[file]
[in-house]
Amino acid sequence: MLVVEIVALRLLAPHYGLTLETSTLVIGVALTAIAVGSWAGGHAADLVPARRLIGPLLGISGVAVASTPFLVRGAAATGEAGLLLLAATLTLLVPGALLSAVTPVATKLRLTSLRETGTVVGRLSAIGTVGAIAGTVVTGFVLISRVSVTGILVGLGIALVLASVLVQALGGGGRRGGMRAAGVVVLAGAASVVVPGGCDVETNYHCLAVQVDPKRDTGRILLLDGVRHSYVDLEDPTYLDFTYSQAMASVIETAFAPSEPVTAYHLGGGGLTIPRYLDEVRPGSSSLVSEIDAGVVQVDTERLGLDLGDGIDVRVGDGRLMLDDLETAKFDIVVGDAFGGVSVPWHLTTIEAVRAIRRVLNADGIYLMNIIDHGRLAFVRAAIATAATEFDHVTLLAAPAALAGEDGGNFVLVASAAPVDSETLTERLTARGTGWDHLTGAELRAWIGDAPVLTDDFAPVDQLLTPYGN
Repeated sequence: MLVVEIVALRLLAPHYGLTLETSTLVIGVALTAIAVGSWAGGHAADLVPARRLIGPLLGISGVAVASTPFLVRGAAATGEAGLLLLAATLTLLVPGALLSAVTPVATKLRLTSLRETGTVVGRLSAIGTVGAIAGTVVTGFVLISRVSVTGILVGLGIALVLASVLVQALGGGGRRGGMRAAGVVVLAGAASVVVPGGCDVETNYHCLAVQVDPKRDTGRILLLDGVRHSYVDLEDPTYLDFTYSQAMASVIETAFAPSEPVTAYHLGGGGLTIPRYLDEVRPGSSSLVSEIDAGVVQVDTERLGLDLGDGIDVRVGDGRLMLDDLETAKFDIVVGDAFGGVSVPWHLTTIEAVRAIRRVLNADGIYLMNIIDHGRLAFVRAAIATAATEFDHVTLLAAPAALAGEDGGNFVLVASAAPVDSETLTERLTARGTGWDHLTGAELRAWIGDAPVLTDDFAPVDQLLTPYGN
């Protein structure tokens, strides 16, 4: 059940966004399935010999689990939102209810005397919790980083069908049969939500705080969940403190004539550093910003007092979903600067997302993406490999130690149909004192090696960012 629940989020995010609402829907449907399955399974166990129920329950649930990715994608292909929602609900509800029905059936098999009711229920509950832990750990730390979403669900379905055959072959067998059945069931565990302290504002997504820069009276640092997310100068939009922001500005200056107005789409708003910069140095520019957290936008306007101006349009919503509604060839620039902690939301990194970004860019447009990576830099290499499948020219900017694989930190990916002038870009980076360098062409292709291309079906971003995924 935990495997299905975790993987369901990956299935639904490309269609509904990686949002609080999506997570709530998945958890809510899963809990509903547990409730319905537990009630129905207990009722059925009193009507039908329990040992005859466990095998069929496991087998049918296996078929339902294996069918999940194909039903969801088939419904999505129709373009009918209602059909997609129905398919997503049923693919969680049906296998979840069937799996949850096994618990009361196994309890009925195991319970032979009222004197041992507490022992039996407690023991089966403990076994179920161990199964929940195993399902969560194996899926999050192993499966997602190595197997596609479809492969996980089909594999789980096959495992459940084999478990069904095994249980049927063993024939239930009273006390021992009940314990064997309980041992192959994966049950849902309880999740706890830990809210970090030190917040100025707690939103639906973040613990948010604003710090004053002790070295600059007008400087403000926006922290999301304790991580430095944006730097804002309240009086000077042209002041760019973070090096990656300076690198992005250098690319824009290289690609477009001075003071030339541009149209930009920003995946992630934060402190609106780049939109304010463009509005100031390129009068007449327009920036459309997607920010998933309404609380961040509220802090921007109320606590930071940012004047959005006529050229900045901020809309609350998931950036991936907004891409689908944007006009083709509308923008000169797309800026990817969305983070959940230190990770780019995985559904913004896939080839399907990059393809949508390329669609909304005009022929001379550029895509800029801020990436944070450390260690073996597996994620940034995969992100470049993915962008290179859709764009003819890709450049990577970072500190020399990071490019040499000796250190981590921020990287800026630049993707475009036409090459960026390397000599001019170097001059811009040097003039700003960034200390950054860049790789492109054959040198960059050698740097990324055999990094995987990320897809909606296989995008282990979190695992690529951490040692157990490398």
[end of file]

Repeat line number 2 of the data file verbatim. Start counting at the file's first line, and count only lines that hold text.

Amino acid sequence: MLVVEIVALRLLAPHYGLTLETSTLVIGVALTAIAVGSWAGGHAADLVPARRLIGPLLGISGVAVASTPFLVRGAAATGEAGLLLLAATLTLLVPGALLSAVTPVATKLRLTSLRETGTVVGRLSAIGTVGAIAGTVVTGFVLISRVSVTGILVGLGIALVLASVLVQALGGGGRRGGMRAAGVVVLAGAASVVVPGGCDVETNYHCLAVQVDPKRDTGRILLLDGVRHSYVDLEDPTYLDFTYSQAMASVIETAFAPSEPVTAYHLGGGGLTIPRYLDEVRPGSSSLVSEIDAGVVQVDTERLGLDLGDGIDVRVGDGRLMLDDLETAKFDIVVGDAFGGVSVPWHLTTIEAVRAIRRVLNADGIYLMNIIDHGRLAFVRAAIATAATEFDHVTLLAAPAALAGEDGGNFVLVASAAPVDSETLTERLTARGTGWDHLTGAELRAWIGDAPVLTDDFAPVDQLLTPYGN